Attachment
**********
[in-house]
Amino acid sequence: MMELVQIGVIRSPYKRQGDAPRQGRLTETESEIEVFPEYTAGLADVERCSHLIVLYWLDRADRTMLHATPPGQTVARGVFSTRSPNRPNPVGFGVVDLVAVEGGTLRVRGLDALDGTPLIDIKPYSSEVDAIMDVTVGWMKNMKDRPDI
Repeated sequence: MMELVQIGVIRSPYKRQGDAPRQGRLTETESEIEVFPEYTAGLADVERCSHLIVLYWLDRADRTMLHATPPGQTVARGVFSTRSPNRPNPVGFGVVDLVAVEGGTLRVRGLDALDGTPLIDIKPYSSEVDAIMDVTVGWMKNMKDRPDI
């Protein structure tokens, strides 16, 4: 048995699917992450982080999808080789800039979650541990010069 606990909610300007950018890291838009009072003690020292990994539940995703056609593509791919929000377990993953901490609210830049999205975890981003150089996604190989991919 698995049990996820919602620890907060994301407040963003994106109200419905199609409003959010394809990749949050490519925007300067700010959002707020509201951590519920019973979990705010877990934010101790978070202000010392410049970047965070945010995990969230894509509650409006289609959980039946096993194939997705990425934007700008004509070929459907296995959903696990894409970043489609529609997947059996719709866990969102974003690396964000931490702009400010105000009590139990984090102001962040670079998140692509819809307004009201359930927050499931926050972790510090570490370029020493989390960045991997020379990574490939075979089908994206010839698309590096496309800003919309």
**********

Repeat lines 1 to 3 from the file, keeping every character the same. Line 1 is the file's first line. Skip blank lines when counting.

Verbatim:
[in-house]
Amino acid sequence: MMELVQIGVIRSPYKRQGDAPRQGRLTETESEIEVFPEYTAGLADVERCSHLIVLYWLDRADRTMLHATPPGQTVARGVFSTRSPNRPNPVGFGVVDLVAVEGGTLRVRGLDALDGTPLIDIKPYSSEVDAIMDVTVGWMKNMKDRPDI
Repeated sequence: MMELVQIGVIRSPYKRQGDAPRQGRLTETESEIEVFPEYTAGLADVERCSHLIVLYWLDRADRTMLHATPPGQTVARGVFSTRSPNRPNPVGFGVVDLVAVEGGTLRVRGLDALDGTPLIDIKPYSSEVDAIMDVTVGWMKNMKDRPDI